posted on Feb, 27 2017 @ 05:41 AM
a reply to: seasonal
When nuclear weapons are designed and tested, their tonnage, their power rating, is established. It is measured in kilotonnes or megatonnes depending
on its power range. This measurement, as you likely know, is a measure of how many tonnes of mundane munitions, TNT to be precise, would be required
to produce the same explosive power, as the nuclear weapon concerned.
There is a reason for this. Previous to the advent of nuclear weapons development, the largest man made explosions were created with TNT in the main.
Storage of this explosive was fraught with danger, especially storage of the stuff in large quantities. In Halifax, Nova Scotia, in 1917, an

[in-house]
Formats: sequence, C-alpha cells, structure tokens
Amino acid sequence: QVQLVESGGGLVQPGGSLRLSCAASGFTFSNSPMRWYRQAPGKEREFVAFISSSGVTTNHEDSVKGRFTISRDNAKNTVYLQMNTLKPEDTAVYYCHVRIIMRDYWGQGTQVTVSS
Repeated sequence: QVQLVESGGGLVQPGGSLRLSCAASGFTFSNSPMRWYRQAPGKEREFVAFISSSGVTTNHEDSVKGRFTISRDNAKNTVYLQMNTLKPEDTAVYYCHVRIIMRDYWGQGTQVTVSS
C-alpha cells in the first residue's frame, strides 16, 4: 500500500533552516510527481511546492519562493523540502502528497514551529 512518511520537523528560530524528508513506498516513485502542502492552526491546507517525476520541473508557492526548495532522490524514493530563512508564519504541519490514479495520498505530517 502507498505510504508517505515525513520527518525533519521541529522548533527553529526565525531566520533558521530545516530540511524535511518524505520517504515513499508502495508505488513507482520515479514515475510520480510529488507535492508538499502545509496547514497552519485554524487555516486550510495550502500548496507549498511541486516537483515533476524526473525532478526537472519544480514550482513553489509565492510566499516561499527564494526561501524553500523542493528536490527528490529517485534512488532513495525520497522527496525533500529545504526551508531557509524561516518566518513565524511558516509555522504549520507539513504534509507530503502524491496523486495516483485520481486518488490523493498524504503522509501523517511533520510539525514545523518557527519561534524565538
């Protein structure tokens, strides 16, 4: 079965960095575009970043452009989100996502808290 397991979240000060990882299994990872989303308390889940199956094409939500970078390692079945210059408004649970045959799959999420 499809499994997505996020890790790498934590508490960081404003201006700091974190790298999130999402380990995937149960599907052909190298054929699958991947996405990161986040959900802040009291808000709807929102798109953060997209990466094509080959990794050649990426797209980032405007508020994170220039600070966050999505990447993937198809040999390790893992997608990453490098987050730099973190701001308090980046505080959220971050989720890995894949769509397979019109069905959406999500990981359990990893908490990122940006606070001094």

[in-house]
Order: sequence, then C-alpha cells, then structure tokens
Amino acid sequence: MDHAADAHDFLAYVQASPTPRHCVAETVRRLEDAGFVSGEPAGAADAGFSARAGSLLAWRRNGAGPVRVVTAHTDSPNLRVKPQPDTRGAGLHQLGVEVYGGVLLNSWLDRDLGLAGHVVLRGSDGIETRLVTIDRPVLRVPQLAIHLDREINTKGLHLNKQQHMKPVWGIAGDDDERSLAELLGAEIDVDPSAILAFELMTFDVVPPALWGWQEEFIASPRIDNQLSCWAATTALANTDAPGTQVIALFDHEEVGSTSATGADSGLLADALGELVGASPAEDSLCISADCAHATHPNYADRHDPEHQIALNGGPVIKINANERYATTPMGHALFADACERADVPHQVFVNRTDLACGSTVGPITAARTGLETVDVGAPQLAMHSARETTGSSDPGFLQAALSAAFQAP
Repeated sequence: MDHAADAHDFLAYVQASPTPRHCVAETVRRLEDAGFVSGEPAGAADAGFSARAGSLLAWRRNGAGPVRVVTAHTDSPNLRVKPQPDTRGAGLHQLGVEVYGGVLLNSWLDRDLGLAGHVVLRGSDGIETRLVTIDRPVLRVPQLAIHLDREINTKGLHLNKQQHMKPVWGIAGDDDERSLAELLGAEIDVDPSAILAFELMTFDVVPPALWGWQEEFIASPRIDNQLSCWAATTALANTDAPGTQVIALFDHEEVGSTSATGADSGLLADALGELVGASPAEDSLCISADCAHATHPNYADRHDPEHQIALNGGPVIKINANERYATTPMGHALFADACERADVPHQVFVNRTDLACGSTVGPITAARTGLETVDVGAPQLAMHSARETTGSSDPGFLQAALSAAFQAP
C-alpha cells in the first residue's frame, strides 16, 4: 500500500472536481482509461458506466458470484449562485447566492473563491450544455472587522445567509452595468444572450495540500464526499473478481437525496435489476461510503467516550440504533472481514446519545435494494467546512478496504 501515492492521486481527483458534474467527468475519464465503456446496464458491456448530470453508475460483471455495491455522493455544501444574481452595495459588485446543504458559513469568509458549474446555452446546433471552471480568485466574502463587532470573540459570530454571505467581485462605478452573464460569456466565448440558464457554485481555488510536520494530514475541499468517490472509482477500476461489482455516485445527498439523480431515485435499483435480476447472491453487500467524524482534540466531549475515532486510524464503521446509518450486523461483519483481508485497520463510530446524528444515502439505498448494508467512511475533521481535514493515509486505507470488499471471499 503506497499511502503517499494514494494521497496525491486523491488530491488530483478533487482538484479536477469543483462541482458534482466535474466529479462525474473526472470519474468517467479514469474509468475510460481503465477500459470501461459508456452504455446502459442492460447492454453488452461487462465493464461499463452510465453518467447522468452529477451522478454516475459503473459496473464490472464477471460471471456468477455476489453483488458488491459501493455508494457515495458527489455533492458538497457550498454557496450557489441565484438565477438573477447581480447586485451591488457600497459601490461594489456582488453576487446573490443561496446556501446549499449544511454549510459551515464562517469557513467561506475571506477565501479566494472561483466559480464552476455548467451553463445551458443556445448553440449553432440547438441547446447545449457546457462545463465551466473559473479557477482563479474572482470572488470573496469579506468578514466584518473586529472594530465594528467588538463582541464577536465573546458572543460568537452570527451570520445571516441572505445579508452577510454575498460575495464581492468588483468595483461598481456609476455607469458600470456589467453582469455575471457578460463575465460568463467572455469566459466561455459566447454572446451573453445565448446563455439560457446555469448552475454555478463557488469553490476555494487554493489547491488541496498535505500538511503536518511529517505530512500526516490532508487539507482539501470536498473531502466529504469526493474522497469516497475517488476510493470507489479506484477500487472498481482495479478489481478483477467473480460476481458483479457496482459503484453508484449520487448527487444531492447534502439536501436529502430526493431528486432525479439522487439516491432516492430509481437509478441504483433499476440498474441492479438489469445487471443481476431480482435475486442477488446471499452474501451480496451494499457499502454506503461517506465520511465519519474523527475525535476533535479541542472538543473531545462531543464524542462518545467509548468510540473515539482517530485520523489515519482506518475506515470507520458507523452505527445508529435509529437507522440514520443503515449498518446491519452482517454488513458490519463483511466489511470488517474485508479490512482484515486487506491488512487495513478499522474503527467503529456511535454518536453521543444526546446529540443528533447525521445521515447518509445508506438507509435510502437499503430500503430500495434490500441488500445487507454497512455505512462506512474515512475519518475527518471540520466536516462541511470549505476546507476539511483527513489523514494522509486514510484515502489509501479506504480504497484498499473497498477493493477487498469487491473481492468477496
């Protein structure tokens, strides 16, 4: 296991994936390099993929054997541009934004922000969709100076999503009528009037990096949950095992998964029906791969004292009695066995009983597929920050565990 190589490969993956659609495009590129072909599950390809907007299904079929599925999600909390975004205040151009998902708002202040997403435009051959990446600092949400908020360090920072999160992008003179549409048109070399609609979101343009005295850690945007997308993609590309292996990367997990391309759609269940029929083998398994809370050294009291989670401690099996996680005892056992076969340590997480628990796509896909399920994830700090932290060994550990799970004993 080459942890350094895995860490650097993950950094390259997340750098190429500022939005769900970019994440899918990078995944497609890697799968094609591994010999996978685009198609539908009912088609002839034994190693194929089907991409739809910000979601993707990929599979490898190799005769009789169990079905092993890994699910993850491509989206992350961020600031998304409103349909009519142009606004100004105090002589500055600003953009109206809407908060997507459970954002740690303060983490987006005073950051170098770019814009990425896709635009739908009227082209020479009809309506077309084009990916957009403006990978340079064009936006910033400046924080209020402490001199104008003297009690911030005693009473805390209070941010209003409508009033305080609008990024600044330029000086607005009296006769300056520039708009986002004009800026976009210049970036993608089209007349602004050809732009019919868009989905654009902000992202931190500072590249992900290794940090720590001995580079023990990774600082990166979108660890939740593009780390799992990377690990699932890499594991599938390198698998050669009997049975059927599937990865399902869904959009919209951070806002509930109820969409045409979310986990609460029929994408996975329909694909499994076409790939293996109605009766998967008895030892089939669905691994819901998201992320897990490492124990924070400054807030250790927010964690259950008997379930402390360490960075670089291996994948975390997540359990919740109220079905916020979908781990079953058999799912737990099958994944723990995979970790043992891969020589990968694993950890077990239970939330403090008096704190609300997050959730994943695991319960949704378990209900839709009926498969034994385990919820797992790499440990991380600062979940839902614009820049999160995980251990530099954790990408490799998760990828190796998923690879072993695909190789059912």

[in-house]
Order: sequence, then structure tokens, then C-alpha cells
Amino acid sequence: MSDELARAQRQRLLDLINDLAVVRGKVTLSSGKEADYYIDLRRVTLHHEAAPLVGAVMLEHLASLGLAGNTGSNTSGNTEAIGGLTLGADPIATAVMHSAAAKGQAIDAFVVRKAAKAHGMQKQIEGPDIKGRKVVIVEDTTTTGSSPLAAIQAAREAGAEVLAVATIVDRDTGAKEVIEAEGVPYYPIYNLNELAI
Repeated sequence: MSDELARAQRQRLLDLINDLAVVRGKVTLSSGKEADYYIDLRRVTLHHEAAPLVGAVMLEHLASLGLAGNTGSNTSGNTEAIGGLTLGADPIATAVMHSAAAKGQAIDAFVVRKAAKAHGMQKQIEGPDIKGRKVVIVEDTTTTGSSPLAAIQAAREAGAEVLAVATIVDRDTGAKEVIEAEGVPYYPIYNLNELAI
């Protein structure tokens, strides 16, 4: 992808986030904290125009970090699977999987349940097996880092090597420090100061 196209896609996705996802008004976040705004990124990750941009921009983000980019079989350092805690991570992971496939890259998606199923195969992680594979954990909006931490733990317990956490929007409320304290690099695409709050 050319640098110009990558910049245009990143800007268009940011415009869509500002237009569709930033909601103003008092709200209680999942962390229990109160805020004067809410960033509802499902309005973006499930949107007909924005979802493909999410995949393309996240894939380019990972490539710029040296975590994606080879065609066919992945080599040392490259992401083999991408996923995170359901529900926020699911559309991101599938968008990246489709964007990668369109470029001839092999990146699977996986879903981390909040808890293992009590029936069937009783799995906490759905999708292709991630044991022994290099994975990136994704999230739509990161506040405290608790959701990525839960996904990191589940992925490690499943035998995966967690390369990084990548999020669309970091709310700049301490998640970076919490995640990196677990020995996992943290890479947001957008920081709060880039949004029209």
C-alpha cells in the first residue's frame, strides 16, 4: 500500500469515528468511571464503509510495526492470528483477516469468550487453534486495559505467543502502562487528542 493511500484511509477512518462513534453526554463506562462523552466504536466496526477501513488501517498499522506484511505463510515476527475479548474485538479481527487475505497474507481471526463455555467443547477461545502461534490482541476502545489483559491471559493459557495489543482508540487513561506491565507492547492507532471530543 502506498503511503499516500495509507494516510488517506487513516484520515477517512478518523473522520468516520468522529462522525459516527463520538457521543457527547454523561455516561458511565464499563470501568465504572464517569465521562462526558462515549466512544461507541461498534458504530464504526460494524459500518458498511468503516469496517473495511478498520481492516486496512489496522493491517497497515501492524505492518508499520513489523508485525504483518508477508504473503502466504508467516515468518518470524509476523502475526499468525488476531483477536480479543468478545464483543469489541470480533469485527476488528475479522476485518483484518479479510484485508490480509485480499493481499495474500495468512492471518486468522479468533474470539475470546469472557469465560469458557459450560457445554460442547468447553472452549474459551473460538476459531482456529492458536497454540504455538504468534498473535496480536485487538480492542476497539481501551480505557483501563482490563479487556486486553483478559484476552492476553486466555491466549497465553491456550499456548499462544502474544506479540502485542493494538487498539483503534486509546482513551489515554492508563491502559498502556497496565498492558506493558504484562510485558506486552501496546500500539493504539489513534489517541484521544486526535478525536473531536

ammunition ship exploded, causing one thousand, eight hundred deaths, nine thousand injuries, and totally ruined an eight square mile portion of the
city, with twelve thousand buildings destroyed. The blast scattered debris as far as four miles away.
It is for this reason that military personnel used "Halifaxes" as an unofficial measure of explosive power after the event, such an enormous calamity
etching itself into common parlance with understandable ease. The Hiroshima bomb, for example, would have been rated at "seven Halifaxes" in strength.
The explosion at Halifax, would have been rated as a 2.9KT explosion in the post nuclear age, because it was a detonation of two thousand, nine
hundred tonnes of TNT.
It is not at all unfeasible therefore, that the Port Chicago explosion was a result of poor storage protocols and accidental detonation of a large
quantity of mundane explosives, rather than as a result of a clandestine nuclear test on civilian occupied territory.
edit on 27-2-2017 by
TrueBrit because: grammatical error corrected.